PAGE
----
Evert Gerard Van Voorthuizen, May 2, 1922 – July 6, 2018

Evert Gerard Van Voorthuizen, 96, of Moab, passed on July 6, 2018.

“Van” was born on May 2, 1922, in Jakarta, Indonesia, formerly a Dutch colony. He graduated from high school with a Dutch baccalaureate.

During WWII, he was drafted by the Dutch Army at the age of 18, and was taken prisoner of war by the Japanese and held until he was liberated in 1946. He was awarded four medals, including the Orde Vrede, the Voor Krijgs Verrichtingen.

He returned to the Netherlands and attended the Deventer University where he received a bachelor’s of science degree in tropical agriculture.

He immigrated to the United States in 1949.

Van met, fell in love and married Betty Patricia DeVries, another Dutch immigrant, in Redlands, California, on January 17, 1953.

After receiving another BS in botany and agriculture, this time from Utah State University in 1956, he went to work for the Bureau of Indian Affairs and was assigned to Arizona and New Mexico until 1964. Van was then recruited by USAID (U.S. Agency for International Development) and served his adopted country in many different countries in Africa until he retired in 1983. His humanitarian accomplishments through his work have endured: the establishment of various ranch and grassland projects; the introduction of new cattle breeds; well drilling; and liaising with tribes and governments.

Van was Sunday school superintendent for the Christian Reformed Church, and Elder of the Presbyterian Church in Chinle, Arizona.

He wrote for, and was published in, Elsevier Magazine and the Journal of Range Management. He was an avid hiker with CFI. Van was an accomplished gymnast, and physical fitness was integral to his life. He entertained many with his feats of balance, handstands, tumbling and physical prowess. Van was famous for his playful sense of humor and bad jokes.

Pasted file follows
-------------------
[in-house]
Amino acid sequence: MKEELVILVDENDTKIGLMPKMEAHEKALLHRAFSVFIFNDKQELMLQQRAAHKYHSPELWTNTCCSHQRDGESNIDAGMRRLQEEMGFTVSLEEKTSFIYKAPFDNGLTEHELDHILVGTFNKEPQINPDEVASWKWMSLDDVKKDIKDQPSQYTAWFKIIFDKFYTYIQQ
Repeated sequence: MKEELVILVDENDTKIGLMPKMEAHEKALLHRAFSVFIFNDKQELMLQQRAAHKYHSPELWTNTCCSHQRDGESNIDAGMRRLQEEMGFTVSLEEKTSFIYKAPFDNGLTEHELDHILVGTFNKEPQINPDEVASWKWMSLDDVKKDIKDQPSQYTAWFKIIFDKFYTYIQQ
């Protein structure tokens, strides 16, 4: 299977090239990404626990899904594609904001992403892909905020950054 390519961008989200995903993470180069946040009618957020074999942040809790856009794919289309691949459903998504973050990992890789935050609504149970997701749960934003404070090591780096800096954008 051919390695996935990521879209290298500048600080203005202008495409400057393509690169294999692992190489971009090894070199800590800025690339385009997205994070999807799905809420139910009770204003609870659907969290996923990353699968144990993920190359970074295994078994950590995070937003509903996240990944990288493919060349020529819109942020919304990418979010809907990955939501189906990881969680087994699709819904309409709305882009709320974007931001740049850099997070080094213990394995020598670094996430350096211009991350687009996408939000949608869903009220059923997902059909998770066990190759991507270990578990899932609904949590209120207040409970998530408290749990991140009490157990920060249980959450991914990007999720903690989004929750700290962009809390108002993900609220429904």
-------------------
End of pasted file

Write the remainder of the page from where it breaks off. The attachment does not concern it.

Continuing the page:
In Moab, chosen for the beautiful red rocks, he was frequently seen on his daily constitutionals. He not only volunteered in the building of the wetlands, he also found time to drive seniors to Grand Junction for doctor’s visits, shopping or to catch a flight. Van was an avid gardener, botanist, historian, linguist, etymologist, and enjoyed silversmithing and was a lover of music and opera. He was known by many and loved by all.

Van is survived by his wife, Betty; his two daughters, Joline (Hernan) and Lorise; and his three grandchildren, Karla, Alina, and Reya; nieces Maryann, Joan, Carla, Caroline, Stephanie; nephews Mark, Terry, Jim, Chris, and other nieces in Europe.

A celebration of Van’s life will be held on Saturday, July 14, at 11:30 a.m. at Community Church,

544 North Mi Vida Drive in Moab.

Donations to Moab Hospice are welcome in lieu of flower (visit cns.cares.org and click “other,” then go to Moab Hospice Care In Home).

Condolences may be sent to the family at SpanishValleyMortuary.com .